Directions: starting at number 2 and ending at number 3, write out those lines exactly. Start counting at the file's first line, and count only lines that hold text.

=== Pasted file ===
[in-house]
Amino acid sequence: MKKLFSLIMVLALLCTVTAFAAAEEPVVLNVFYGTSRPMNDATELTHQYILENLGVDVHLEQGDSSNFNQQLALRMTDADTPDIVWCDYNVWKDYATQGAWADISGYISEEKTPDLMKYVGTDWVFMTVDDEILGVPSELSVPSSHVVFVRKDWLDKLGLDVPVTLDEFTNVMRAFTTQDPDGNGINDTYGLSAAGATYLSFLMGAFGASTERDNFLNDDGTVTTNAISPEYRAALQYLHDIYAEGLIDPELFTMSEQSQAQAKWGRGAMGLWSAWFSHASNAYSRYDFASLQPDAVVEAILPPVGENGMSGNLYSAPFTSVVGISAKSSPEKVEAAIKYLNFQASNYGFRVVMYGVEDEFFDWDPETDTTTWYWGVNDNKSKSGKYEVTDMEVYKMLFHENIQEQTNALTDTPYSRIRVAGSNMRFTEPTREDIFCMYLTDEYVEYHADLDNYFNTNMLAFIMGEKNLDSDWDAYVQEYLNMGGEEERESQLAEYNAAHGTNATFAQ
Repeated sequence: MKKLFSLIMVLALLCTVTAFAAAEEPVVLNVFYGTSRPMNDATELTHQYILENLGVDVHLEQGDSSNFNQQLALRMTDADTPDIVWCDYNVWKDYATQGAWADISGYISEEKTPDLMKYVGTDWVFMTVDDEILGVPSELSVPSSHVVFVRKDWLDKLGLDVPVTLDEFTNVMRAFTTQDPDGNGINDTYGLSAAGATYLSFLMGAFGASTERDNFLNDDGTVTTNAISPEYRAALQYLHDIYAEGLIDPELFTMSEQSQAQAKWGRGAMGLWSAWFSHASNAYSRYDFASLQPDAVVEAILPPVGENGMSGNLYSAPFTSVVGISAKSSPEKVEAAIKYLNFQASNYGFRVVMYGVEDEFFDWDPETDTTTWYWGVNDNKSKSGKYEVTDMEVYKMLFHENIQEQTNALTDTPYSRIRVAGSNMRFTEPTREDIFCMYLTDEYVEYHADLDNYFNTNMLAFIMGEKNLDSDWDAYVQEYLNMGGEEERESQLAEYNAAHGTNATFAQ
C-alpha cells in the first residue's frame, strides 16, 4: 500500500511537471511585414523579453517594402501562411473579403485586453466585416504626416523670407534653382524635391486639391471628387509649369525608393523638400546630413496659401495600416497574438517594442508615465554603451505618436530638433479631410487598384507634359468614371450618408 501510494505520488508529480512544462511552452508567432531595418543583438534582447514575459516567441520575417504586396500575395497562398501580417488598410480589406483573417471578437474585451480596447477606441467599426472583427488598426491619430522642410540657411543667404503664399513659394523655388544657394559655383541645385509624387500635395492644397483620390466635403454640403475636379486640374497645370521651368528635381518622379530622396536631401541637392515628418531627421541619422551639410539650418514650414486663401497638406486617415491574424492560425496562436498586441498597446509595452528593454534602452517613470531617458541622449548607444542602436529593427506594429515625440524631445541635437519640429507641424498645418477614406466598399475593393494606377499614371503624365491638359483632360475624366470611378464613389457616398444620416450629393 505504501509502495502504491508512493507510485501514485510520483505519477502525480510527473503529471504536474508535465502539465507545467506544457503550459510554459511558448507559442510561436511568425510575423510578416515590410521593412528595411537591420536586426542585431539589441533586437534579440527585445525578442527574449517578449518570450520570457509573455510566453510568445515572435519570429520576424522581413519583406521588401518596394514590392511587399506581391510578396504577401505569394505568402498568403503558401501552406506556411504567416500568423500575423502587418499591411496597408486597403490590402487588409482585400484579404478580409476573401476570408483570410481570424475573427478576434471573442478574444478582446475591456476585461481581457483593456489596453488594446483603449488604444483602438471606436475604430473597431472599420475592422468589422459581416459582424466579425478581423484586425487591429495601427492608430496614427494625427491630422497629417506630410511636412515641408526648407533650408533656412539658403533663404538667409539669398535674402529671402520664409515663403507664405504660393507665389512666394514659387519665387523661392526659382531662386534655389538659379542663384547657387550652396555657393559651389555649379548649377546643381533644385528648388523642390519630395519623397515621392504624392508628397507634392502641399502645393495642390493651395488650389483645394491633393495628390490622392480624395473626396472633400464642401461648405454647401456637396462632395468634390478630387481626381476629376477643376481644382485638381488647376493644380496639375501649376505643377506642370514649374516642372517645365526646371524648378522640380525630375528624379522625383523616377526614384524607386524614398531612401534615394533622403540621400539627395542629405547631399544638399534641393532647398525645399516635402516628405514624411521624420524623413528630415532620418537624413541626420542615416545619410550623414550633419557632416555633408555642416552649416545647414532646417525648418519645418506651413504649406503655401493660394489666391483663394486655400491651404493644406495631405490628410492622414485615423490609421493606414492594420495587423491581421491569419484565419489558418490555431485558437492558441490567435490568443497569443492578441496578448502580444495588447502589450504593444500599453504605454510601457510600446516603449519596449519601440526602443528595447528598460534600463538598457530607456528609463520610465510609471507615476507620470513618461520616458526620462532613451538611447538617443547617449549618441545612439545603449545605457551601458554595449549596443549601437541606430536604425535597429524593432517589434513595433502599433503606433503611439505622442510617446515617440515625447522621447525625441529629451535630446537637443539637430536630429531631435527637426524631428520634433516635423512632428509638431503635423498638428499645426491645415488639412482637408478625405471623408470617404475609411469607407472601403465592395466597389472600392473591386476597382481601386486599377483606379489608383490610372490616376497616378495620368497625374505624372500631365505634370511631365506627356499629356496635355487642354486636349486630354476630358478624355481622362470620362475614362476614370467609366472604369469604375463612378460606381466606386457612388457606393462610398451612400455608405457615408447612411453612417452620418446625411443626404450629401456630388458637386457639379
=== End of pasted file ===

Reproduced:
Amino acid sequence: MKKLFSLIMVLALLCTVTAFAAAEEPVVLNVFYGTSRPMNDATELTHQYILENLGVDVHLEQGDSSNFNQQLALRMTDADTPDIVWCDYNVWKDYATQGAWADISGYISEEKTPDLMKYVGTDWVFMTVDDEILGVPSELSVPSSHVVFVRKDWLDKLGLDVPVTLDEFTNVMRAFTTQDPDGNGINDTYGLSAAGATYLSFLMGAFGASTERDNFLNDDGTVTTNAISPEYRAALQYLHDIYAEGLIDPELFTMSEQSQAQAKWGRGAMGLWSAWFSHASNAYSRYDFASLQPDAVVEAILPPVGENGMSGNLYSAPFTSVVGISAKSSPEKVEAAIKYLNFQASNYGFRVVMYGVEDEFFDWDPETDTTTWYWGVNDNKSKSGKYEVTDMEVYKMLFHENIQEQTNALTDTPYSRIRVAGSNMRFTEPTREDIFCMYLTDEYVEYHADLDNYFNTNMLAFIMGEKNLDSDWDAYVQEYLNMGGEEERESQLAEYNAAHGTNATFAQ
Repeated sequence: MKKLFSLIMVLALLCTVTAFAAAEEPVVLNVFYGTSRPMNDATELTHQYILENLGVDVHLEQGDSSNFNQQLALRMTDADTPDIVWCDYNVWKDYATQGAWADISGYISEEKTPDLMKYVGTDWVFMTVDDEILGVPSELSVPSSHVVFVRKDWLDKLGLDVPVTLDEFTNVMRAFTTQDPDGNGINDTYGLSAAGATYLSFLMGAFGASTERDNFLNDDGTVTTNAISPEYRAALQYLHDIYAEGLIDPELFTMSEQSQAQAKWGRGAMGLWSAWFSHASNAYSRYDFASLQPDAVVEAILPPVGENGMSGNLYSAPFTSVVGISAKSSPEKVEAAIKYLNFQASNYGFRVVMYGVEDEFFDWDPETDTTTWYWGVNDNKSKSGKYEVTDMEVYKMLFHENIQEQTNALTDTPYSRIRVAGSNMRFTEPTREDIFCMYLTDEYVEYHADLDNYFNTNMLAFIMGEKNLDSDWDAYVQEYLNMGGEEERESQLAEYNAAHGTNATFAQ